Stock markets on both sides of the Atlantic rebounded on Monday from last week’s losses as optimism over easing lockdowns won out over fear of surging coronavirus infections.
Most of the session was tepid “with the positive implications of easing lockdown measures weighed up against surging Covid-19 cases throughout the US,” said Joshua Mahony, senior market analyst at online trading firm IG.
But by the close, European key markets were more than one per cent higher, helped by steady gains on Wall Street over the New York morning.
“US stocks are trimming some of last week’s tumble that came courtesy of exacerbated concerns regarding a potential second wave of Covid-19,” said analysts at the Charles Schwab brokerage.
London got a mild boost from investors welcoming British Prime Minister Boris Johnson saying the coronavirus crisis needed the type of massive economic response US president Franklin D Roosevelt mobilised to tackle the Great Depression.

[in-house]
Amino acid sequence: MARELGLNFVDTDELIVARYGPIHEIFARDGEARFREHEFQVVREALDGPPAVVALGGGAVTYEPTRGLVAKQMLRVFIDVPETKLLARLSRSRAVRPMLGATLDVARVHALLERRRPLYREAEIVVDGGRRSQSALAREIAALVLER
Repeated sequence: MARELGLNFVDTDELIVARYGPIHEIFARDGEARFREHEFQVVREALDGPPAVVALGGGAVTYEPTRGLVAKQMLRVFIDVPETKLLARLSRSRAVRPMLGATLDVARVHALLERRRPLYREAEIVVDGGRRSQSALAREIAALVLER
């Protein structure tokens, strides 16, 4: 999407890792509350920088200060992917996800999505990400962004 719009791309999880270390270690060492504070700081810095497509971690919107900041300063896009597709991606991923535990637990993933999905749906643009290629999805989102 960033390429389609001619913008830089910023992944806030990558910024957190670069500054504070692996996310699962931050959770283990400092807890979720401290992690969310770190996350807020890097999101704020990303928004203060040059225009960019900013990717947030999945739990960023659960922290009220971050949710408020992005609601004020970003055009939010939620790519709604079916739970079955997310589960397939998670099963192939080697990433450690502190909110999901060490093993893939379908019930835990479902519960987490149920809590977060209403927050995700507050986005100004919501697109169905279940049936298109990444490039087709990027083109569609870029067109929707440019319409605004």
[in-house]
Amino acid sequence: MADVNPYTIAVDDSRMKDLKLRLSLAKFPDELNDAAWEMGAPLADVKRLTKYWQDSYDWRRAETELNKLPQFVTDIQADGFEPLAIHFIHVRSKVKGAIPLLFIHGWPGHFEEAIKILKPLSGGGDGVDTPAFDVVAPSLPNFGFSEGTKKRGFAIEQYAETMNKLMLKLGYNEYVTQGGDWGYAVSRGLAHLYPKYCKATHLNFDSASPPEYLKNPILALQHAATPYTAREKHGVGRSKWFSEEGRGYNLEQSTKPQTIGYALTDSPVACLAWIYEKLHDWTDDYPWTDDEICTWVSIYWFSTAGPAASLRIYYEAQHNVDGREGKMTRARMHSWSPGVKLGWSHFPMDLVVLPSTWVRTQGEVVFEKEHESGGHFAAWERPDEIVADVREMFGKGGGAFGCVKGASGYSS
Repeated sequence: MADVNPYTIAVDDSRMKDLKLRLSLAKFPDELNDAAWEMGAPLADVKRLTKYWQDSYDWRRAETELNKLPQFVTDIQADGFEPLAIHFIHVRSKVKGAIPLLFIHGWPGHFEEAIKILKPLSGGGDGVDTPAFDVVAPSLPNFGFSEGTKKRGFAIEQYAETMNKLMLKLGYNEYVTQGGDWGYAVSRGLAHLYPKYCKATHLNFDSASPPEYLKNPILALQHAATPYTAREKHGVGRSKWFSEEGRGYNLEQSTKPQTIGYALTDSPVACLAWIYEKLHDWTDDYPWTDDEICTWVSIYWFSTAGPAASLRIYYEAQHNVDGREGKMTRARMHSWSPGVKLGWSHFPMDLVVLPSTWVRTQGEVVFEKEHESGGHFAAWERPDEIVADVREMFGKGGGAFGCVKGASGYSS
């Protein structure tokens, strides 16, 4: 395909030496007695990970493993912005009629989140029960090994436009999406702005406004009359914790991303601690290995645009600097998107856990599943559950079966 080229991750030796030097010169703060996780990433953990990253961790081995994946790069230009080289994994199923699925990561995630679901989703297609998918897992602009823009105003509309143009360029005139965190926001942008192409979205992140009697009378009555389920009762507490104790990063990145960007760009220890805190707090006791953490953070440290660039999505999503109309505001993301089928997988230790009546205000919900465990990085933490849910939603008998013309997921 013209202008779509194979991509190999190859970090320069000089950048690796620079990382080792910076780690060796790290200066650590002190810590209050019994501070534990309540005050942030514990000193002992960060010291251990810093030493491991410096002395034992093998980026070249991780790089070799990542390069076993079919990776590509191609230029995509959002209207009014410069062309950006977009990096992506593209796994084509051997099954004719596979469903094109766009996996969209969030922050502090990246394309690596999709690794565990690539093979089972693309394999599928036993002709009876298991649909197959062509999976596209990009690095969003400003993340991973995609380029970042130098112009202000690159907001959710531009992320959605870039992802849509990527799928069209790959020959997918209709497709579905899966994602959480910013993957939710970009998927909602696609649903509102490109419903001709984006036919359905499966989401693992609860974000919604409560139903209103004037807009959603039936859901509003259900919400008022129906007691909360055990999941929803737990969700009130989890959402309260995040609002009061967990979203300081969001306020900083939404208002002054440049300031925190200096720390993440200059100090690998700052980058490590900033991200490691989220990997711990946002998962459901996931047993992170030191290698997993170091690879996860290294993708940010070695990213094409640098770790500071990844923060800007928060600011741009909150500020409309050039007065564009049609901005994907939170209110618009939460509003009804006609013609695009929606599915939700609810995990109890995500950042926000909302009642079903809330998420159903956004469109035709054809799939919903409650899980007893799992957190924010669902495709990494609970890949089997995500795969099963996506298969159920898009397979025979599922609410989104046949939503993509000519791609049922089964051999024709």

Travel stocks were up, with both TUI and EasyJet surging higher. BP’s share price jumped after the British energy major, hit hard by weak oil demand, announced the sale of its petrochemical business to privately-owned rival Ineos.
Earlier, Asian equity markets had tanked in response to rising virus cases in the US, and after China imposed a strict lockdown on nearly half a million people in a province surrounding Beijing to contain a fresh cluster, with a city official calling the situation “severe and complicated”.
Bars in Los Angeles and six other counties in California - with a joint population of more than 13 million people - were ordered to close again, just over a week after reopening, while San Francisco was stalling its easing measures.
Published in The Express Tribune, June 30th, 2020.